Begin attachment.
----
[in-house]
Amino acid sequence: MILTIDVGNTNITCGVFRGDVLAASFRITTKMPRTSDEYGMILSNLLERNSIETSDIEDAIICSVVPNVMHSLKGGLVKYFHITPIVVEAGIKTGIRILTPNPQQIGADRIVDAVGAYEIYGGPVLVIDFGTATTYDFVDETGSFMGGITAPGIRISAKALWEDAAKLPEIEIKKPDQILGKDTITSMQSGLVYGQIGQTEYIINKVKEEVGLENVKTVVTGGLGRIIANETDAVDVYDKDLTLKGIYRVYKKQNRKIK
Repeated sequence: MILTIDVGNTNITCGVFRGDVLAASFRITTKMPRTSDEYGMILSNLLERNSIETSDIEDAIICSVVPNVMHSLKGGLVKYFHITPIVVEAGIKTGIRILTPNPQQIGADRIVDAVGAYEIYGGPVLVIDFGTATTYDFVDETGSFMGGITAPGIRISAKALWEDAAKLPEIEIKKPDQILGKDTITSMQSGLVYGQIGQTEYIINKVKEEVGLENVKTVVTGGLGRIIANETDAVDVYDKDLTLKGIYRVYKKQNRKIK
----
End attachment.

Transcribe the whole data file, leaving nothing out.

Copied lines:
[in-house]
Amino acid sequence: MILTIDVGNTNITCGVFRGDVLAASFRITTKMPRTSDEYGMILSNLLERNSIETSDIEDAIICSVVPNVMHSLKGGLVKYFHITPIVVEAGIKTGIRILTPNPQQIGADRIVDAVGAYEIYGGPVLVIDFGTATTYDFVDETGSFMGGITAPGIRISAKALWEDAAKLPEIEIKKPDQILGKDTITSMQSGLVYGQIGQTEYIINKVKEEVGLENVKTVVTGGLGRIIANETDAVDVYDKDLTLKGIYRVYKKQNRKIK
Repeated sequence: MILTIDVGNTNITCGVFRGDVLAASFRITTKMPRTSDEYGMILSNLLERNSIETSDIEDAIICSVVPNVMHSLKGGLVKYFHITPIVVEAGIKTGIRILTPNPQQIGADRIVDAVGAYEIYGGPVLVIDFGTATTYDFVDETGSFMGGITAPGIRISAKALWEDAAKLPEIEIKKPDQILGKDTITSMQSGLVYGQIGQTEYIINKVKEEVGLENVKTVVTGGLGRIIANETDAVDVYDKDLTLKGIYRVYKKQNRKIK